Many of the images explored in this series were first rendered in the late seventeenth and early eighteenth centuries. Some of the finest were first drawn and engraved by Bernard Picart, in his book entitled The ceremonies and religious customs of the various nations of the known world (London, 1733 - 1739).
The Picart engravings were exceptionally fine technical pieces, and became a standard for many of the European renderings to follow. For many years following Picart's "Ceremonies" publication, highly talented engravers copied his work for other books. In some instances artists reproduced the works in perfect replication, while other creatively altered them to add embodiments from other depictions of India's culture, Deities and environment.
Picart's work grew out of a literary movement among the Europeans known as the "travelogue" genre, which was a category of books and drawings that illustrated the travels of various European explorers who visited the Indian subcontinent. In the exhibition catalog from the University of Chicago show, we read the following:
"The servants of the Dutch East India Company who followed the English into north India entrusted the compilation of their earliest reports to Joannes de Laet (1593 - 1649), a Flemish geographer and naturalist. His De imperio magni mogolis, published at Leyden in 1631, details the geography and administration of the Mughul empire and includes more information than the English authors on Bengal and other eastern parts of the empire, on the imperial revenues and treasury, and on Mughul history. Later English and Dutch writers concentrated on the religions, cities, and trade of the province of Gujarat, the part of India they knew best. Of particular importance was Henry Lord's A display of two forraigne sects in the East Indies, the first European effort to study systematically the beliefs and practices of the Hindus and Parsis. Johan van Twist (d. 1643), chief of the Dutch factories in Gujarat, provided a detailed report on Gujarat and Bijapur during the 1630's that was first published at Amsterdam in 1646 in Isaac Commelin's collection known as the Begin ende voortgangh. The first substantial account of Orissa and Bengal was by William Bruton and it was published at London as Newes from the East Indies; or A voyage to Bengalla . . . (1638). It was shortly amplified in the work of the Augustinian friar Sebastião Manrique (d. 1669) called Itinerario (1649).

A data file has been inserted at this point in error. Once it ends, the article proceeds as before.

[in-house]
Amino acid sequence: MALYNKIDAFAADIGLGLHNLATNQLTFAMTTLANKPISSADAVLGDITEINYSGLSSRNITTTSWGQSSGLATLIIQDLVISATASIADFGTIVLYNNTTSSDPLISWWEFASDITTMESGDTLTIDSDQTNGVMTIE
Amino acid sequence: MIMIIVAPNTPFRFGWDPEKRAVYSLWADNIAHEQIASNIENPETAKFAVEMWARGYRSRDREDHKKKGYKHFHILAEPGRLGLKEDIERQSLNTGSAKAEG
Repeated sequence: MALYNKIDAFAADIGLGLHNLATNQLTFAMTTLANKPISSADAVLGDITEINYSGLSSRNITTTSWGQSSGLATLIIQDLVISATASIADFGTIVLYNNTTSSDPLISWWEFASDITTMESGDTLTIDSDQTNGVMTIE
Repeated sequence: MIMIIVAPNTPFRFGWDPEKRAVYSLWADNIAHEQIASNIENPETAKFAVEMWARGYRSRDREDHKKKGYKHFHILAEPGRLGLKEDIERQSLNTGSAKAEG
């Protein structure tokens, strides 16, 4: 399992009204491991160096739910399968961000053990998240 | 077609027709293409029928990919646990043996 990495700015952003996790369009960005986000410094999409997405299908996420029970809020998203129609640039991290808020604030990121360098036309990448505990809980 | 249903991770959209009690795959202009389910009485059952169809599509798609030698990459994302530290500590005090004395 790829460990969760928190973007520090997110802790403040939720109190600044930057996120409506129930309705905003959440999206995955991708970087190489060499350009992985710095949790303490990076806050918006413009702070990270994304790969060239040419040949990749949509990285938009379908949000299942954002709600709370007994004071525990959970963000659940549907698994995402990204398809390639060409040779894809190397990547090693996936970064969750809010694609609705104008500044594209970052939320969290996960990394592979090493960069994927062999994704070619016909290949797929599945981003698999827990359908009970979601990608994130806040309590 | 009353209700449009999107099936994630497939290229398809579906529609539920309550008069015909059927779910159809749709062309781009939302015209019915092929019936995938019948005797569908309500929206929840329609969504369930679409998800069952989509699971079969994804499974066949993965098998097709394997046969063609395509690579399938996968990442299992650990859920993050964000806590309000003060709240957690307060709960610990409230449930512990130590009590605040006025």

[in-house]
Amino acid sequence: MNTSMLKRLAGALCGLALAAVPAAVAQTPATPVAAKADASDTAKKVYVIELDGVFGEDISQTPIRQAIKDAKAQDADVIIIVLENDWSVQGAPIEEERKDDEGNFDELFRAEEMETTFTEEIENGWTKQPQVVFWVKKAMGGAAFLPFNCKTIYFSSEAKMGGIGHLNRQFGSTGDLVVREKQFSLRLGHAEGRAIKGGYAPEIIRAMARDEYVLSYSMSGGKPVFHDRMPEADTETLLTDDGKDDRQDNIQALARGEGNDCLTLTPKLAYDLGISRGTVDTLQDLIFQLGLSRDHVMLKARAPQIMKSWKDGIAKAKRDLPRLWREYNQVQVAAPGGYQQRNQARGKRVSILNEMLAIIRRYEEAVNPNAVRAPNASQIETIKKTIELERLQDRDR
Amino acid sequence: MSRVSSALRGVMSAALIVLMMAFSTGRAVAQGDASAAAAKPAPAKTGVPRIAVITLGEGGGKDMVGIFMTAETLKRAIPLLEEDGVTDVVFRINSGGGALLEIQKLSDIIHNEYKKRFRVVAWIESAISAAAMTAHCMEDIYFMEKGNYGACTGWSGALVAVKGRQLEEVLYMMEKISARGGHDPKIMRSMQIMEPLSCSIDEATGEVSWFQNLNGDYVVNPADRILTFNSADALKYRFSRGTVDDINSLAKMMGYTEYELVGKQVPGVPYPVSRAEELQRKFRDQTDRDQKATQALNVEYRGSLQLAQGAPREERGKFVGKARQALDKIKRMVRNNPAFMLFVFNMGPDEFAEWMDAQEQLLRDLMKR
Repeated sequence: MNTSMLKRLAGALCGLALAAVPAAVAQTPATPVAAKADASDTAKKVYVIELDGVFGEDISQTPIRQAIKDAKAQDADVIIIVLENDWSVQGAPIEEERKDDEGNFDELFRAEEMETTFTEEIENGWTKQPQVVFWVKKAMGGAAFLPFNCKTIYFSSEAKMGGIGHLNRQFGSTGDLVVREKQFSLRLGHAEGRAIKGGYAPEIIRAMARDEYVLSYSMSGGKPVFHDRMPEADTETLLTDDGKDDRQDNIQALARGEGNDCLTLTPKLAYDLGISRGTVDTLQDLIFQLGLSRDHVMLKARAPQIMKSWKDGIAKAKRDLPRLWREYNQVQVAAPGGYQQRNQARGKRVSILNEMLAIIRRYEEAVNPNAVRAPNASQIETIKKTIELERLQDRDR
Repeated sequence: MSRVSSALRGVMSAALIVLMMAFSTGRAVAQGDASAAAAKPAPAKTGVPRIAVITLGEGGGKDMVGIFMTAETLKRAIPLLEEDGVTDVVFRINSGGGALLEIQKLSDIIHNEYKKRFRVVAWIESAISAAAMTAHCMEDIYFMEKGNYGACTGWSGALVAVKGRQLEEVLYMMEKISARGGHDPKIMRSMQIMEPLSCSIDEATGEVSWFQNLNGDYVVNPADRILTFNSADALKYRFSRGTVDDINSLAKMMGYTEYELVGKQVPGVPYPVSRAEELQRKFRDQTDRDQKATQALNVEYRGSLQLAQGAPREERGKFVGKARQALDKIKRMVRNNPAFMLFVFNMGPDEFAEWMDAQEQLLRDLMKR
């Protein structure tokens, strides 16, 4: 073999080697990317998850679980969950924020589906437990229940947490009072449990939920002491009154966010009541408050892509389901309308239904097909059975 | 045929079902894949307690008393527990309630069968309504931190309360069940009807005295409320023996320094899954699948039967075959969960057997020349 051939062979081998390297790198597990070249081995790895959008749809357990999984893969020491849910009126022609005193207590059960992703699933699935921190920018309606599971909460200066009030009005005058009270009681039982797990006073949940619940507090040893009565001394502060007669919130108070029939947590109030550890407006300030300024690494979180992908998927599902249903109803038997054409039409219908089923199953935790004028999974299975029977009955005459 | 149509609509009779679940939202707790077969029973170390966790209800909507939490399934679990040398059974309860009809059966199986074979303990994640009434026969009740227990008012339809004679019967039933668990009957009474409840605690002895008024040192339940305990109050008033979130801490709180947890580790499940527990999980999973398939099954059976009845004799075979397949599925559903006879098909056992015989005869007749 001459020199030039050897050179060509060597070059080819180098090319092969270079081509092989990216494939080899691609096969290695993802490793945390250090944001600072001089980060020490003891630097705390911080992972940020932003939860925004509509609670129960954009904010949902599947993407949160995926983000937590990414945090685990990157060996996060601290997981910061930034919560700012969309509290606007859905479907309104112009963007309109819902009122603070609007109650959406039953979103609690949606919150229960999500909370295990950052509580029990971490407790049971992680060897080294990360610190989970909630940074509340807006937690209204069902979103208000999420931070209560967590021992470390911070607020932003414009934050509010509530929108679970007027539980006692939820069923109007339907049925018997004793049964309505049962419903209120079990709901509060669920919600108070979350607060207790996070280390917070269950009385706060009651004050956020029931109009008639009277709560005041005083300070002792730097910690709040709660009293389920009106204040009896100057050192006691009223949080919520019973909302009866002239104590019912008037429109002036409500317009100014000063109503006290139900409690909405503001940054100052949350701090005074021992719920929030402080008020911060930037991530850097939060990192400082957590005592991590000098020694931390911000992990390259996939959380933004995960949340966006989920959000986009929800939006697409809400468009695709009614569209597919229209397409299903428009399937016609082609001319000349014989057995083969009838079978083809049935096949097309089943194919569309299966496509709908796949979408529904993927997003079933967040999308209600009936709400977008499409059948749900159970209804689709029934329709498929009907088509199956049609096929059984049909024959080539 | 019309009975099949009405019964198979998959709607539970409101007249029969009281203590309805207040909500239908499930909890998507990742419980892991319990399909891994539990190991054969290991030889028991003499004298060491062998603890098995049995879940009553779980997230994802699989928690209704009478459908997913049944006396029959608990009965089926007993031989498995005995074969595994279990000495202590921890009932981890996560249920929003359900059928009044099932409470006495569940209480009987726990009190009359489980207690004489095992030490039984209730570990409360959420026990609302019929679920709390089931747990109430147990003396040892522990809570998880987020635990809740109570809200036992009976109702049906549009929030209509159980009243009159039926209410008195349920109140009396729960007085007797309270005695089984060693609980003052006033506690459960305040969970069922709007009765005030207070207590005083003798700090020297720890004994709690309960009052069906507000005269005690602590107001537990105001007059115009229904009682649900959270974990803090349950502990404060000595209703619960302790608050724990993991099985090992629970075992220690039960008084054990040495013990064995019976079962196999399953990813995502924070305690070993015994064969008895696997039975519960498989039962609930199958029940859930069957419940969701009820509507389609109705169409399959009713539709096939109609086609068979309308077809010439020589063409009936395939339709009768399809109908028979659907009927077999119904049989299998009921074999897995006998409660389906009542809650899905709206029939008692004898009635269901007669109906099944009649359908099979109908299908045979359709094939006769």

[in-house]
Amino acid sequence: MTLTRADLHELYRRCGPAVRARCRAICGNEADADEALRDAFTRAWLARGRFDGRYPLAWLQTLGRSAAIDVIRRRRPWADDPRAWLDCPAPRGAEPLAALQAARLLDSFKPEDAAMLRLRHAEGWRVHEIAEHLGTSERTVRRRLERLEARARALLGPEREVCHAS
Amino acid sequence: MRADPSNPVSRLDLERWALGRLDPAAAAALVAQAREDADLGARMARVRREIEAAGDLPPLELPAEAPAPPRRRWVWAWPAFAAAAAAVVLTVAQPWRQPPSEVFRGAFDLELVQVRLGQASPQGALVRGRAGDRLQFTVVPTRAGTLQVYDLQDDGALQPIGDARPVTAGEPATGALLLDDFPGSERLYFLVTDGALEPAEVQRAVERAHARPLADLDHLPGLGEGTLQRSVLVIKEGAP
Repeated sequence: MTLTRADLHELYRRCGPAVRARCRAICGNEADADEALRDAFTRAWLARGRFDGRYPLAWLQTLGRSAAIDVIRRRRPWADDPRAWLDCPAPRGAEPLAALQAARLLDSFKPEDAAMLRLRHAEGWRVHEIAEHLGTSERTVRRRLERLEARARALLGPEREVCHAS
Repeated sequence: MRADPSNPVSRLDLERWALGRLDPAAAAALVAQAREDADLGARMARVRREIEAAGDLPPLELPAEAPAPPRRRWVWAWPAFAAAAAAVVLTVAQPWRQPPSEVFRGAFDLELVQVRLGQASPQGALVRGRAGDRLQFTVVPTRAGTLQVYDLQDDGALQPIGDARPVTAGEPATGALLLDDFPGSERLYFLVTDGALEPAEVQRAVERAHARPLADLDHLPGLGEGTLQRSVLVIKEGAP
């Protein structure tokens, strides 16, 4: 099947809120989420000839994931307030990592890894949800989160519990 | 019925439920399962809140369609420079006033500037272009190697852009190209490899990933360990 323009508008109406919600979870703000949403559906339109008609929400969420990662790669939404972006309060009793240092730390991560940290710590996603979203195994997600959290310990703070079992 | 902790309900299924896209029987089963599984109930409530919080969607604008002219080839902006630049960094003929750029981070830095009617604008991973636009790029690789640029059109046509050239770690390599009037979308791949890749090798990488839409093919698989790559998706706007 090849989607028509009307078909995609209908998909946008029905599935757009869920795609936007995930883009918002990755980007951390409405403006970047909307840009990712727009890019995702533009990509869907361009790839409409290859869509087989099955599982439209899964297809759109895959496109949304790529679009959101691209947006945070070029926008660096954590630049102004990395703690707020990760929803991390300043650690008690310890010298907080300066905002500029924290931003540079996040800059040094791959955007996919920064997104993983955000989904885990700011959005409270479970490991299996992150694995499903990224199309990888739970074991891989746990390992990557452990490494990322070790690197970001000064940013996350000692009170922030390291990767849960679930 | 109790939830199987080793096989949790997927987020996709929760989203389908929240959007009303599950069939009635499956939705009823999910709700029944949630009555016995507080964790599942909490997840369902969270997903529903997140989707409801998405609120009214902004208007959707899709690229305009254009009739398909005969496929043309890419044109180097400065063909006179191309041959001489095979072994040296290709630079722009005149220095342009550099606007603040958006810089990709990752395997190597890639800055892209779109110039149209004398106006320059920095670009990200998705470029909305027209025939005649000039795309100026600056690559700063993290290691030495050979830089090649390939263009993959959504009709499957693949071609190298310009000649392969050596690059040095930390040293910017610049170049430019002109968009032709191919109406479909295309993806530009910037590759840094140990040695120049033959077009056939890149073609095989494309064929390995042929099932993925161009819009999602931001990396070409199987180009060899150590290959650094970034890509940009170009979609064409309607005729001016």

Once the outline of the Mughul empire had been delineated, the European authors of the latter half of the century concentrated on trading conditions in India and on the activities of the emperors Shah Jahan (r. 1628- 1657) and Aurangzib (r. 1658 - 1707). The best informed on trade was Jean-Baptiste Tavernier (1605 - 1689), a diamond merchant, who published his reminiscences in Les six voyages (Paris, 1676 - 1677). His fellow Frenchman François Bernier (1620 - 1688), who worked as a physician for eight years at the imperial court, published at Paris his Histoire de la dernière révolution des Etats du Grand Mogul (1670 - 1671). This work deals with the succession wars of 1655 to 1661 through which Aurangzib came to power as well as the emperor's conquests and other activities during the early years of his reign.